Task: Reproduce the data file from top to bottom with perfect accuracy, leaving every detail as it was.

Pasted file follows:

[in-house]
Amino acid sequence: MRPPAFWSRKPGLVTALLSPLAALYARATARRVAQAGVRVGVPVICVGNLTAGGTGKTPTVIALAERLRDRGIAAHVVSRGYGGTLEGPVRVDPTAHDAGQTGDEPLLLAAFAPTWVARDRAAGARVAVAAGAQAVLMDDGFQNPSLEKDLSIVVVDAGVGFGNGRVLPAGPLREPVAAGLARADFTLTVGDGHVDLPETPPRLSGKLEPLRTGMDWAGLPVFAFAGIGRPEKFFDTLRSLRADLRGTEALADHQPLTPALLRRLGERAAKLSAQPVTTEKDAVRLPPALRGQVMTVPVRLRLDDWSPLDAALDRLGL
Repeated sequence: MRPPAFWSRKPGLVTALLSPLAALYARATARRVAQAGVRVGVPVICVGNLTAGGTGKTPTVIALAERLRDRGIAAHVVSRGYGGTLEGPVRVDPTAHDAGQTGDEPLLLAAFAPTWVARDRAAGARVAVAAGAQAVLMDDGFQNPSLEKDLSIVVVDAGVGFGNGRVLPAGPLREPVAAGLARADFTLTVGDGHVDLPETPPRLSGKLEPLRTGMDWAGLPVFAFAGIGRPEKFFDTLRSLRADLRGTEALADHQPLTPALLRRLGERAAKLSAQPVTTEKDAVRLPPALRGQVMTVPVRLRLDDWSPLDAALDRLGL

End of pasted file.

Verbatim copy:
[in-house]
Amino acid sequence: MRPPAFWSRKPGLVTALLSPLAALYARATARRVAQAGVRVGVPVICVGNLTAGGTGKTPTVIALAERLRDRGIAAHVVSRGYGGTLEGPVRVDPTAHDAGQTGDEPLLLAAFAPTWVARDRAAGARVAVAAGAQAVLMDDGFQNPSLEKDLSIVVVDAGVGFGNGRVLPAGPLREPVAAGLARADFTLTVGDGHVDLPETPPRLSGKLEPLRTGMDWAGLPVFAFAGIGRPEKFFDTLRSLRADLRGTEALADHQPLTPALLRRLGERAAKLSAQPVTTEKDAVRLPPALRGQVMTVPVRLRLDDWSPLDAALDRLGL
Repeated sequence: MRPPAFWSRKPGLVTALLSPLAALYARATARRVAQAGVRVGVPVICVGNLTAGGTGKTPTVIALAERLRDRGIAAHVVSRGYGGTLEGPVRVDPTAHDAGQTGDEPLLLAAFAPTWVARDRAAGARVAVAAGAQAVLMDDGFQNPSLEKDLSIVVVDAGVGFGNGRVLPAGPLREPVAAGLARADFTLTVGDGHVDLPETPPRLSGKLEPLRTGMDWAGLPVFAFAGIGRPEKFFDTLRSLRADLRGTEALADHQPLTPALLRRLGERAAKLSAQPVTTEKDAVRLPPALRGQVMTVPVRLRLDDWSPLDAALDRLGL